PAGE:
Psalms For Life
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Yahveh Elohim hear our prayers

Psalm 146

Forever faithful

By willfully blinding themselves to the effects of their evils, professing Christians have sometimes inflicted grave injustice on others. God, however, sees the plight of the oppressed and will right every wrong.

Praise YHWH!
Praise YHWH, my soul.
2 I will praise YHWH as long as I live
I’ll sing praises to my God
my whole life long.

3 Don’t put your trust in powerful people—
mere mortals who are powerless to save you.
4 When they breathe their last
they return to dust
and that same day
all their big ideas come to nothing.

5 How blessed the person
whose help is Jacob’s God—
who puts their hope in YHWH their God
6 maker of heaven and earth
the sea and everything in them.

He remains forever faithful!

7 He gives justice to the oppressed
and food to the hungry.
YHWH sets prisoners free.
8 YHWH opens the eyes of the blind.
YHWH lifts up those bent low.

YHWH loves those who seek to please him.
9 YHWH protects the resident alien
and provides for the orphan and widow
but he makes the path of the self-seeking
lead to nowhere.

10 YHWH will reign forever and ever—
your God, Zion
will rule through endless ages.
Praise YHWH!

This psalm begins the Psalter’s concluding five-psalm crescendo of praise, listing a whole array of things to thank God for. No sooner does the psalmist commit to always praising God than she warns against our perennial temptation to rely on the most powerful people around us.* Their help usually seems so much more real and tangible than God’s. So we’re tempted to rely on them for success, even when doing so involves us in their oppression of the vulnerable. But such people’s power is short-lived while those who trust in Jacob’s God are forever blessed, regardless of the odds they now face. Because—and this is the key point—YHWH remains faithful forever.[1]

YHWH is faithful as both creator and redeemer. He acts on behalf of all those weighed down beneath life’s burdens: the oppressed, the hungry, the prisoners, the blind, aliens, orphans, widows. He has a special bond with those who seek to please him also, who actively care for the people and things he cares about. And he actively opposes oppressors, whose self-seeking hurts those he loves.

Because Zion’s God will reign forever, his values—not those of the world’s powerful people—are the order of the day. Though our world is far from just now, our Creator-redeemer is determined to make it a place where all will flourish, regardless of their race, skin color, or any other supposed “defects.” Hearing this, how can we help but break out into joyful songs of praise?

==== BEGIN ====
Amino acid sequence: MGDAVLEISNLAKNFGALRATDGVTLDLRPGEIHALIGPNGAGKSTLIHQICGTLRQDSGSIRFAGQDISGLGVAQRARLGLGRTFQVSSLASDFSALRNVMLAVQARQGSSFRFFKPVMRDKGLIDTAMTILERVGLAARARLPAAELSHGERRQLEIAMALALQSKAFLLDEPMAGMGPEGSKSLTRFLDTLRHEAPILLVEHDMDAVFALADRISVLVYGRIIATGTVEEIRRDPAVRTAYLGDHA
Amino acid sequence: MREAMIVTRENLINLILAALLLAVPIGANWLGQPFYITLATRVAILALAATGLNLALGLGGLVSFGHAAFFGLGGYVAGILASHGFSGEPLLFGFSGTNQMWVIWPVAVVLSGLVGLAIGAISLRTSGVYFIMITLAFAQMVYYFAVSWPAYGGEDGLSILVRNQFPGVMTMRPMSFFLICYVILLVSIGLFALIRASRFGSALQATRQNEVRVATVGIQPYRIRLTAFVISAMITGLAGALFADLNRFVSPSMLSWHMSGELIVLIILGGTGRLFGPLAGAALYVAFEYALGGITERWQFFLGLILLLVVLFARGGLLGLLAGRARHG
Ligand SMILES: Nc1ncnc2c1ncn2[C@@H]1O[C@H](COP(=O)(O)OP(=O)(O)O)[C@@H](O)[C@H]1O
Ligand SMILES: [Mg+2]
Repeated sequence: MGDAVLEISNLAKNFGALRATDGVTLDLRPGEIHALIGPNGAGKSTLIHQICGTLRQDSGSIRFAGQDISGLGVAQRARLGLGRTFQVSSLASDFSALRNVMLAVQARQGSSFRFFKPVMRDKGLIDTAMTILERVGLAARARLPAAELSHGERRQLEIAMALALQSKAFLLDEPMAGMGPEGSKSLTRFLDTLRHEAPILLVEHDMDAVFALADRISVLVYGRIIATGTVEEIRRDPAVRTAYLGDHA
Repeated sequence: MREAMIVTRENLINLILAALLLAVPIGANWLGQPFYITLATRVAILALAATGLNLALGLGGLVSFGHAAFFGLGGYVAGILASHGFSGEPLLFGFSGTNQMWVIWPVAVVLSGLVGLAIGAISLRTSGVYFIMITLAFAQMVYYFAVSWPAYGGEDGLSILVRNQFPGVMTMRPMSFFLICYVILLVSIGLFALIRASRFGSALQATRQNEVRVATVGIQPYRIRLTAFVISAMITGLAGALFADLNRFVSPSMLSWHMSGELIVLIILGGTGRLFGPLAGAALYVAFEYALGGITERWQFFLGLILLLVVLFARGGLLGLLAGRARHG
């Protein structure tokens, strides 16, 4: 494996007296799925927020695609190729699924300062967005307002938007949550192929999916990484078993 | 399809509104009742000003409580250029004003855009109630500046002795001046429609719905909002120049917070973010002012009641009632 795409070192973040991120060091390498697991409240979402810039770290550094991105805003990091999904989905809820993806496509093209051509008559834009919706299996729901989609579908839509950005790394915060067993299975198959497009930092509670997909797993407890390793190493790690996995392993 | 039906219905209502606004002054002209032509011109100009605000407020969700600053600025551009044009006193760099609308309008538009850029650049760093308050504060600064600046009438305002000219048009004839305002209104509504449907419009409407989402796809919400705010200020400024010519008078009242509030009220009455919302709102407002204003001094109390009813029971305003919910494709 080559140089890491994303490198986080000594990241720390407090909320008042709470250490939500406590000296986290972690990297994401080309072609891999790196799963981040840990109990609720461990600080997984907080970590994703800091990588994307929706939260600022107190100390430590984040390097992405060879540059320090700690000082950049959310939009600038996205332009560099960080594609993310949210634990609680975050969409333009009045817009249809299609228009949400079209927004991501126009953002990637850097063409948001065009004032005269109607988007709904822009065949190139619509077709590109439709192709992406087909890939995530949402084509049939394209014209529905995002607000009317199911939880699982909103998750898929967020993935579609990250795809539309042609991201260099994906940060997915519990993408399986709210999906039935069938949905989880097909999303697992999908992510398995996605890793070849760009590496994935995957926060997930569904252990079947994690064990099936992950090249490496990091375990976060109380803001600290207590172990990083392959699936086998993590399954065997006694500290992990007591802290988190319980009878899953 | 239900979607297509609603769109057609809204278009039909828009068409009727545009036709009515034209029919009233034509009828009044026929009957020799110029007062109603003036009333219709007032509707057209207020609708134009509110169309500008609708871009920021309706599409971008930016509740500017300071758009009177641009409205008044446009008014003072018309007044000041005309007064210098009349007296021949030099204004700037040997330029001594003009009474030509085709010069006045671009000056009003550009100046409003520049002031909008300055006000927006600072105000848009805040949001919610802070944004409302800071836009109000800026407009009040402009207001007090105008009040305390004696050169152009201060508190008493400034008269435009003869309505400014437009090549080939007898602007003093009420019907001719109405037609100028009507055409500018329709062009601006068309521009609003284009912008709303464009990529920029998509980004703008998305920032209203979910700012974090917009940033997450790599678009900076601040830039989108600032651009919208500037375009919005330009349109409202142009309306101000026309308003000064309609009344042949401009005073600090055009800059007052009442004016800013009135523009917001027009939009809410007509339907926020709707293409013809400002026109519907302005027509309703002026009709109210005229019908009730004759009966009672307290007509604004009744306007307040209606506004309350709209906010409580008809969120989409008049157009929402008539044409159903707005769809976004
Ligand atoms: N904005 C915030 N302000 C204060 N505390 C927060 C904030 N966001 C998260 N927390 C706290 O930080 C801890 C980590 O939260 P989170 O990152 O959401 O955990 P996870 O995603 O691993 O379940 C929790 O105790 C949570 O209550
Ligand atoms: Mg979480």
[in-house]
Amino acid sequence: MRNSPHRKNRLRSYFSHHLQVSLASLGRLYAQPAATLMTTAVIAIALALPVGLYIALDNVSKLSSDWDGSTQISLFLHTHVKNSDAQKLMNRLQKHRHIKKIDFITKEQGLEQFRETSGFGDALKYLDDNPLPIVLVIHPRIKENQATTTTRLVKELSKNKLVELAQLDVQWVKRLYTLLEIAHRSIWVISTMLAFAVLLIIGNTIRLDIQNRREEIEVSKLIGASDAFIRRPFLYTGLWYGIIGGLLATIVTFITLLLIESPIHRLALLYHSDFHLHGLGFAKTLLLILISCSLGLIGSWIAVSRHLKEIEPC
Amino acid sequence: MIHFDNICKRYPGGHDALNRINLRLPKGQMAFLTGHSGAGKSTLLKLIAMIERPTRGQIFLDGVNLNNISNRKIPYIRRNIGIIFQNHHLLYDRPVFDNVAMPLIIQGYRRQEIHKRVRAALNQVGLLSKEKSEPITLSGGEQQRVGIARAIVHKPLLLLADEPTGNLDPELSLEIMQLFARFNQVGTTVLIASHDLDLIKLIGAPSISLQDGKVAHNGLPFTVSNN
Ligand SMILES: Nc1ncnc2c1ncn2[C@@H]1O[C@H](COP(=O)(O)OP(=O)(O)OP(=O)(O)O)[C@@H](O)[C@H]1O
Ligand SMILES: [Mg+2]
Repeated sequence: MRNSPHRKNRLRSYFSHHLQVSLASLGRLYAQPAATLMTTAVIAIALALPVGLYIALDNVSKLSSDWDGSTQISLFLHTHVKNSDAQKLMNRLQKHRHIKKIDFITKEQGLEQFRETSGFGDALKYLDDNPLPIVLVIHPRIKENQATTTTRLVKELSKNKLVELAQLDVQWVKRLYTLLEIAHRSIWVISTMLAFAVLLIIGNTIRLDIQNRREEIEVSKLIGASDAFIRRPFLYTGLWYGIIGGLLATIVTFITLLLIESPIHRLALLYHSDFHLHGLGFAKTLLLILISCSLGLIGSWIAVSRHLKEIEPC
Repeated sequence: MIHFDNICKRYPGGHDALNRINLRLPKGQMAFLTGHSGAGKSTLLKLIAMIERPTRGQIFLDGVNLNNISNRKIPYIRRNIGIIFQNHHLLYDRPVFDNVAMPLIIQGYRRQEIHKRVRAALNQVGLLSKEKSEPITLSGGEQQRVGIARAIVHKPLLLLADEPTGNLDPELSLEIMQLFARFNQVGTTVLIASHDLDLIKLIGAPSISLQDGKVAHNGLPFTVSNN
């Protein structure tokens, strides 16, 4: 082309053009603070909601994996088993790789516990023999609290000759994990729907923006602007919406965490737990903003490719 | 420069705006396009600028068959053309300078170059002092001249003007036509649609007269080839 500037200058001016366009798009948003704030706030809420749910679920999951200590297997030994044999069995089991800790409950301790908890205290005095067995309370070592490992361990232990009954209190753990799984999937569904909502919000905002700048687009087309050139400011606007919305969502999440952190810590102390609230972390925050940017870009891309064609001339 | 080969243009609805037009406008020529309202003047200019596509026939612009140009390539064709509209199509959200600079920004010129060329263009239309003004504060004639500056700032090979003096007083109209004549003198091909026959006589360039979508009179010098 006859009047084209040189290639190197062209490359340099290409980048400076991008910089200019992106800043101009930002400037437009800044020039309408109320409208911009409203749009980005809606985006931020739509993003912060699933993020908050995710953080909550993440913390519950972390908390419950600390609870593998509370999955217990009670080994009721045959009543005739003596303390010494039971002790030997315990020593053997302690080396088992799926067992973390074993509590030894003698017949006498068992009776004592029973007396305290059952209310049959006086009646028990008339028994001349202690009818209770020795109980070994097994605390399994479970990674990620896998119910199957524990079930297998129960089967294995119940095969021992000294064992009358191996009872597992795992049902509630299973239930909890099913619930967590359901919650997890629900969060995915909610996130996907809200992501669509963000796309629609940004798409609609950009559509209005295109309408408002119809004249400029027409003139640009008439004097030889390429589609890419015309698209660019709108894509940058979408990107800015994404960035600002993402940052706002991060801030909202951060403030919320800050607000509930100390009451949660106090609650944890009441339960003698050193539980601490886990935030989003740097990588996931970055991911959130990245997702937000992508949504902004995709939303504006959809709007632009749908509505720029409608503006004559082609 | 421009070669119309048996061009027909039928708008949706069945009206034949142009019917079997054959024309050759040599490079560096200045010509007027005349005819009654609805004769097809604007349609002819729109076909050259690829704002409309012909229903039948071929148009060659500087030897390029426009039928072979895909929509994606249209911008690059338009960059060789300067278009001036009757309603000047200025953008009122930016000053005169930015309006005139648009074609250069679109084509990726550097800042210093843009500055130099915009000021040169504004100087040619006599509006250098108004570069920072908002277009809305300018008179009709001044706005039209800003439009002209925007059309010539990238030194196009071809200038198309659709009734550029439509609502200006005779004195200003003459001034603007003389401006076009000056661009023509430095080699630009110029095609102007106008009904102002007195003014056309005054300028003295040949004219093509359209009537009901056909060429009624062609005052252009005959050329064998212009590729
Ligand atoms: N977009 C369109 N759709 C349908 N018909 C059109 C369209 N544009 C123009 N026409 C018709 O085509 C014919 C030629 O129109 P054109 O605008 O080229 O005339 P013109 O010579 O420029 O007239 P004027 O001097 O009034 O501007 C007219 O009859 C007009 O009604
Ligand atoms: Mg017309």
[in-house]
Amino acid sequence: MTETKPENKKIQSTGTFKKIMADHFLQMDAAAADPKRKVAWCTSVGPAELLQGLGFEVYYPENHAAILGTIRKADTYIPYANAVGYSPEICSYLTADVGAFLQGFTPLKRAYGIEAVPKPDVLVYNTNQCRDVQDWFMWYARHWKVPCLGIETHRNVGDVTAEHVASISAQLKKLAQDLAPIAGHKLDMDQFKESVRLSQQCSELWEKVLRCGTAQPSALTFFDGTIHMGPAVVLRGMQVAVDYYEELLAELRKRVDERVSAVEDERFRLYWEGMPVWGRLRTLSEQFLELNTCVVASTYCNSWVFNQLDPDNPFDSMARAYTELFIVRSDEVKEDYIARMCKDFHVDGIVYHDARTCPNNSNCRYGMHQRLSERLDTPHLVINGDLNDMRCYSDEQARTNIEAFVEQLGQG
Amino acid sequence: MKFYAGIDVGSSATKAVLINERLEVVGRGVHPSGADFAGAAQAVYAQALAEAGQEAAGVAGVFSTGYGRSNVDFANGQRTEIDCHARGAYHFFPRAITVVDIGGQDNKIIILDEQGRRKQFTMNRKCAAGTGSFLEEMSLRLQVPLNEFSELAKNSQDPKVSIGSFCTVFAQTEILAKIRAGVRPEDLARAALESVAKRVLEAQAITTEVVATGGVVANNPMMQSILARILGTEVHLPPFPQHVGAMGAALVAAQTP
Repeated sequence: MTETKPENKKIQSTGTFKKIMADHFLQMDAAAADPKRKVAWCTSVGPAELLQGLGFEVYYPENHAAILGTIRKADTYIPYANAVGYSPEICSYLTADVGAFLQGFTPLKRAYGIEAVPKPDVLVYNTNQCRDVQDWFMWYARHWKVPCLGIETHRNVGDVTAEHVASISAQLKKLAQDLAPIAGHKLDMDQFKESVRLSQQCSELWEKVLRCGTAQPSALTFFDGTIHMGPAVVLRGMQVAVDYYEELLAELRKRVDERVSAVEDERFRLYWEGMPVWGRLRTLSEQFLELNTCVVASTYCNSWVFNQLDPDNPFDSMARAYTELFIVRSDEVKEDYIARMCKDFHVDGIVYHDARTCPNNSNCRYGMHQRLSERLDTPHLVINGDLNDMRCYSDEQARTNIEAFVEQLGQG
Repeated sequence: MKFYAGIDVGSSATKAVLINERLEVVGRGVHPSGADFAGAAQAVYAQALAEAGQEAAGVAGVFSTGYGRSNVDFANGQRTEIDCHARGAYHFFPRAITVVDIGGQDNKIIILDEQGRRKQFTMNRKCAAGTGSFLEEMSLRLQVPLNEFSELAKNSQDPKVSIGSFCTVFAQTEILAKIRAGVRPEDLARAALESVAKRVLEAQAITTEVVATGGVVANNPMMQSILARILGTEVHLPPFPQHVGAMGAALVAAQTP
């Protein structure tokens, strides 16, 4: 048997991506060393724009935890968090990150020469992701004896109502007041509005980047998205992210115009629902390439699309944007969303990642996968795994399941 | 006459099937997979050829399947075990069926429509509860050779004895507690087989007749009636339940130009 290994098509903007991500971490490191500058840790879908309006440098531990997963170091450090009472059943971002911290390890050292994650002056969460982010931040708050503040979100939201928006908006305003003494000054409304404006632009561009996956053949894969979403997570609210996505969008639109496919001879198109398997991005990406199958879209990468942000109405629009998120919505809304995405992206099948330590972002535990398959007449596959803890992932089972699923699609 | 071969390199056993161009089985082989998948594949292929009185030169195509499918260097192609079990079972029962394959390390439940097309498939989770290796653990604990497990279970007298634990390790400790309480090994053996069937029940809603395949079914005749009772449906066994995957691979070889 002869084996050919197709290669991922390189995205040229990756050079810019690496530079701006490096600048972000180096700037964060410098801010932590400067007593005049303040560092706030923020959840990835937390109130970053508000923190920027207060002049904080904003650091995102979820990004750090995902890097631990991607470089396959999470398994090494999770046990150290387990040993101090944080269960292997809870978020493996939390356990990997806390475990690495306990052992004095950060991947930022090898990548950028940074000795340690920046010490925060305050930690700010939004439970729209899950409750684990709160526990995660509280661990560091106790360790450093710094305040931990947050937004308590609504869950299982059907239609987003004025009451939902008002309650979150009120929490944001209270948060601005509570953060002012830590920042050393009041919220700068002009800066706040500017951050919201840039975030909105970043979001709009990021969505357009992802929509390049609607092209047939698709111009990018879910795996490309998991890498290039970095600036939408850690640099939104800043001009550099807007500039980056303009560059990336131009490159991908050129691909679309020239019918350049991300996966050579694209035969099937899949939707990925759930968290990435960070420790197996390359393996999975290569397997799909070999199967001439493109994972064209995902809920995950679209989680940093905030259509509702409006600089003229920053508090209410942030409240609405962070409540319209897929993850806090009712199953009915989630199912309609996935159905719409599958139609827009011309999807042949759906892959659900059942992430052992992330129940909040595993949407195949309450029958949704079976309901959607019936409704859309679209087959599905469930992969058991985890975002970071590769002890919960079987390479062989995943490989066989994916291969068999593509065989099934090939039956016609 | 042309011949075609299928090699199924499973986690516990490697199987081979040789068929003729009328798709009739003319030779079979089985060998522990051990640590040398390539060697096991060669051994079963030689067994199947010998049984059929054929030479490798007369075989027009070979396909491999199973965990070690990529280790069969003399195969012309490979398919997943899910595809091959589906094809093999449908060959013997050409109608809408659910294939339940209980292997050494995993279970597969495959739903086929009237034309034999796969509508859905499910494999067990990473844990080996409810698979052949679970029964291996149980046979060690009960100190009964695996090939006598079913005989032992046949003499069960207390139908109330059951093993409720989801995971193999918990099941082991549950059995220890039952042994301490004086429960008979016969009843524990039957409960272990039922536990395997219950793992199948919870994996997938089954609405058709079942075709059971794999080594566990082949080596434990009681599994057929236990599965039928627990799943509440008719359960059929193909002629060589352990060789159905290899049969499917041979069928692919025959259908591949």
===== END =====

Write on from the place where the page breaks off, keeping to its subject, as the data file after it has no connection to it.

Jesus, you freed captives, fed the hungry, gave sight to the blind, and lifted up those bent low. You died and rose again to ensure that your values would prevail on earth and your kingdom never end. Thank you, Lord, that you remain faithful forever. Amen.

During your free moments today, meditate on these words:

How blessed the person
whose help is Jacob’s God—
who puts their hope in YHWH their God.


* I imagine the psalmist here as a woman of faith, like Miriam, Deborah, Hanna, or the Virgin Mary (see further, my answer to the question: Who wrote the psalms?).

[1] The psalm’s chiastic structure puts the focus on its central point, God’s faithfulness: A: the psalmist’s commitment to praise YHWH always (1-2), B: the futility of trusting powerful people (3-4), the blessedness of trusting Jacob’s creator God (5-6b), C: YHWH’S ETERNAL FAITHFULNESS (6c), the righteousness of (Israel’s) redeemer God (7-8b), B: the efficacy of trusting YHWH (8c-9), A: why we should praise YHWH always (10).


Every translator of the Psalms must decide how to handle God’s personal name, YHWH or YHVH, which occurs repeatedly in its Hebrew text. Translators of the King James Version usually translated it “LORD” (all caps) and sometimes transliterated it (badly) as “Jehovah.” Likewise, all modern translations either translate or transliterate it. Some other options for translating it are “the Eternal,” “the Almighty,” or “the Sovereign Lord.”

While translating it aims to make it more accessible to readers, transliterating it seems to me more faithful to the text since it’s not a word at all, but rather God’s uniquely personal name. This roots it more firmly in the biblical story as the name God revealed to Moses on Mount Sinai. Meaning “the self-existent One who answers to no one,” the name YHWH set Israel’s God apart from all the gods of Israel’s neighbors.

Personal names are, well, very personal. Even the sound of a name can evoke strong emotion. I’ve chosen to transliterate only YHWH’s consonants since the earliest Hebrew manuscripts contain only consonants, the vowels being added much later. My aim in doing so is to honor God’s name and set it apart, as unique.

One problem with YHWH is that we aren’t sure how it was pronounced since Jews long ago stopped saying it out of reverence. (They read Adonai instead whenever they come to YHWH in the text.) I take the advice of my esteemed Hebrew professor, Raymond Dillard, who advocated pronouncing it as Yahveh (Yah·vay). He favored that over the standard Yahweh since the modern Hebrew pronunciation of its third consonant makes the name sound more robustly Jewish. It also makes it sound more robust, period.

Finding strength in the ancient psalms

May these psalms be a light to you in dark times. You can read more of Mark Anderson's writings on Christianity, culture, and inter-faith dialogue at Understanding Christianity Today.